There are lots of reasons people might stop going to classes. A pandemic being one of them …. or maybe your life just got really busy …. or maybe you feel your regular class is no longer challenging enough. In the UK lockdown is lifting and classes are starting back up again. Times, venues and days may have changed so check your local ones out and commit to the one that best fits your schedule. When life gets busy and we start missing classes it is easy to get out of the habit of going. Decide what is important and prioritise your time. If the class is no longer challenging enough consider asking the teacher for private lessons to give you something to work on.
The problem with not going to regular classes is that we can develop bad habits and we loose our connection with the dance community and can lose your dance mojo. Classes are a place to immerse ourselves in bellydance music and moves, work on technique, develop improvisational skills and have fun with our belly buddies and get new inspiration. Regular classes are an important foundation to help feed our passion for bellydance…. it never hurts to go back to basics even if your class doesn’t challenge you any more.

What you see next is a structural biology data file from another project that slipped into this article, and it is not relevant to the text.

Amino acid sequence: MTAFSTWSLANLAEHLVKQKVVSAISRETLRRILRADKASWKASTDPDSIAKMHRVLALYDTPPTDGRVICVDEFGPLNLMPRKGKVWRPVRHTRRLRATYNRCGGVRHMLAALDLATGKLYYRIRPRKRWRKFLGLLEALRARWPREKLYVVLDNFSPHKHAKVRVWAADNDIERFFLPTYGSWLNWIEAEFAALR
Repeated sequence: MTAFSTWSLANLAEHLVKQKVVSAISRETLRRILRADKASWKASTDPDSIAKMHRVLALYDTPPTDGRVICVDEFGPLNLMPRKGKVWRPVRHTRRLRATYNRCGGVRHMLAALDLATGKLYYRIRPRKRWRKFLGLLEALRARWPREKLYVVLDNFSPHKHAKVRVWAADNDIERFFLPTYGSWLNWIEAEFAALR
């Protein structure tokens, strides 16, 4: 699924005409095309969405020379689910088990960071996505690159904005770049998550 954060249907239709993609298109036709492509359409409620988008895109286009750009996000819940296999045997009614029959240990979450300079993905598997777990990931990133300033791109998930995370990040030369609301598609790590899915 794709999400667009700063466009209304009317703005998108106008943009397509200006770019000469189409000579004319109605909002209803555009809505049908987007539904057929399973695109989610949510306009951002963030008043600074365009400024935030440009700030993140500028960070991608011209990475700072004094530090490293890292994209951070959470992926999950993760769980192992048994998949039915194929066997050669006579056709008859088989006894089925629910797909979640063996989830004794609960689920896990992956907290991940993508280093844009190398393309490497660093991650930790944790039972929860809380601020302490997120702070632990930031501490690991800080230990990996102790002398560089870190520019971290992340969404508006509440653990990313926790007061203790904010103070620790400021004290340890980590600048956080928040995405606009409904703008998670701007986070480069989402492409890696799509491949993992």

If you are in an area where there is no local teacher, look at the Zoom options. These days you can join a class from anywhere. Or find a teacher/mentor you can go to monthly to keep you on track.
You can develop further by going to workshops and festivals or having private lessons. You can also develop your knowledge of the dance by doing courses like the JWAAD courses in music or culture. This informs your dance in a completely different way.
3/ Too much focus on technique
Technique is important but we can get too focused on it. If you only focus on improving your technique or adding new moves to your repertoire this can lead to disillusionment. Maybe we do not progress as quickly as we wanted to ….. there is that one move that you can’t quite crack no matter how hard you practice. Stop. Remember why you fell in love with the dance. Was it the music or the camaraderie? Was it the joy of moving your body in a new way?